The first time I really met Frank Houtz was about 25 years ago at a Feast of Tabernacles (Sukkot) gathering on his property. I was a 5-year-old Christian just beginning to become aware of the Hebraic nature of the faith. This was my first experience with a “Feast.” I showed up after dinner, in time for the fireside discussion, a Sukkot tradition our congregation still looks forward to each year. At some point during the discussion, I was asked for my opinion on something related to the Jewish people and I began to answer as I understood at the time. My answer revealed how new and untrained I was as I shared how the Jews were all cut off from God, that they had been replaced, and that God was all but done with the Jewish people.
Despite my answer being entirely outside the realm of Scriptural truth, Frank never said a corrective word to me. Instead, he listened, he smiled, he nodded, and he let me say what was on my heart without interference. That night was about 25 years ago and yet it still, to this day, stands out as a reminder to be patient with those who might not be as far along in their understanding as others.
Frank Houtz was first a student of the Word, but then a bible teacher, a linguist, a historian, and in many ways the teacher that many teachers would turn to in order to get a unique, fair and in-context perspective. He was an author of countless short books on important biblical topics and concepts, and also lengthy seminars that really dug deep in areas of Scripture that are often controversial. His “Biblical Research Techniques” course and “Theological Swimming 101” were two multi-hour courses that helped build our faith. I have never met a person who took one of his courses that didn’t learn and grow from them.
For those blessed to sit under his teachings, Frank instilled a desire to be fair and in context not only with Scripture, but also with people and with how we apply Scripture to our life outside church walls. His unique ability to understand where somebody was in their walk and deal with them on a level they could understand was, and still is, an invaluable model for dealing with others on any topic. He even created a seminar topic that he called, “Complexity of Analysis,” where he taught others how to use this tool to determine where another person’s understanding was on any topic, Scriptural or otherwise. Those who were able to take that course before he passed still use it on a daily basis when interacting with people.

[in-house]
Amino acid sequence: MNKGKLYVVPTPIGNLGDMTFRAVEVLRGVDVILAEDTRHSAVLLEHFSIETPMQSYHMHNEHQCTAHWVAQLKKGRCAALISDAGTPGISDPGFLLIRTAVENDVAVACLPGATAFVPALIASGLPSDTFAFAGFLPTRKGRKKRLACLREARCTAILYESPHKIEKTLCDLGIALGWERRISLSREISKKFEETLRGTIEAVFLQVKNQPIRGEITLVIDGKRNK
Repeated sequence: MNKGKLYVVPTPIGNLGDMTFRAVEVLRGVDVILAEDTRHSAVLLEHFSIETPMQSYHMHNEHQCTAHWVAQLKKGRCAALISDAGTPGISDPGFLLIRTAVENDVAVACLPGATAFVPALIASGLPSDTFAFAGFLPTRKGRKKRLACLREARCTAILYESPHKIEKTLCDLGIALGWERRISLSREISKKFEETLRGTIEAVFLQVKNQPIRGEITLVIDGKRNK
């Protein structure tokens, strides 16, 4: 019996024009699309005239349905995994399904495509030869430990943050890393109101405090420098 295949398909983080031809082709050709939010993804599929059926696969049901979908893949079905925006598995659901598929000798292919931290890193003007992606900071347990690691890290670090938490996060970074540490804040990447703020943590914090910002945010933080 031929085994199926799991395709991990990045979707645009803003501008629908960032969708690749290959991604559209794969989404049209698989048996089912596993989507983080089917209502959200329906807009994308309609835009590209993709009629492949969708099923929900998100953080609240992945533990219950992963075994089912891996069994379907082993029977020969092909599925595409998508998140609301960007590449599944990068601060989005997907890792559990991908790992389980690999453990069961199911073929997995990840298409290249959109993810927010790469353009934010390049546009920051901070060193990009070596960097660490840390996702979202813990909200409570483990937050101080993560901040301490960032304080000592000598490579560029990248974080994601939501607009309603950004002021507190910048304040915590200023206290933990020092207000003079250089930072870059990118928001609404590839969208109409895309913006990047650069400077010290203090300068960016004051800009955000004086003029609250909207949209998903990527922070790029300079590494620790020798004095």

Frank was raised in Winchester, Kentucky. His upbringing was in the Church of Christ. In the 1970s, his father, LaVern Houtz, once the President of Southeastern Christian College in Winchester, KY, began to be influenced in a Messianic direction, attending special events at Beth Messiah Synagogue in Ohio. This had an effect on Frank. In 1984, he and his wife, Mary, began to host an Erev Shabbat Bible study in their home with a few close friends soon after they were married.
This weekly Sabbath eve meeting would continue as a Sabbath meeting only. That was until 1991, when the verse in Zechariah 14 about a future Sukkot jumped out to Frank and Mary as being significant. From that point on, the Houtz family began to celebrate all of the biblical holy days. That weekly meeting at the Houtz home eventually evolved into congregation Beit Minorah, a congregation that has met on a weekly basis since 1993.
It’s been five years since Frank passed. The loss of our friend and teacher left a hole in our lives that has not been filled, but he left many treasures with us: passion for truth, love of God and Scripture, the desire to dig for answers, and to be accurate and fair with them once found. Frank’s desire for peace among the people of God and the weight he placed on properly teaching others is still evident at Beit Minorah, the congregation he helped to create. Today, as Beit Minorah grows and evolves, the passion for peace and for truth, for providing students with a sound foundation to build on, and a willingness to be patient in finding – or waiting on – answers, is very much a foundational way of thinking among the leadership at Beit Minorah.
I believe Frank shared his wisdom with too few people during his time with us. We are part of a movement that is still prone to polarization, and very much in need of a more “Frank like” approach to Scripture. Knowing the importance of the principles he lived and taught, it is our sincere prayer as congregation leaders that we continue to impart them to the family of Beit Minorah, and beyond.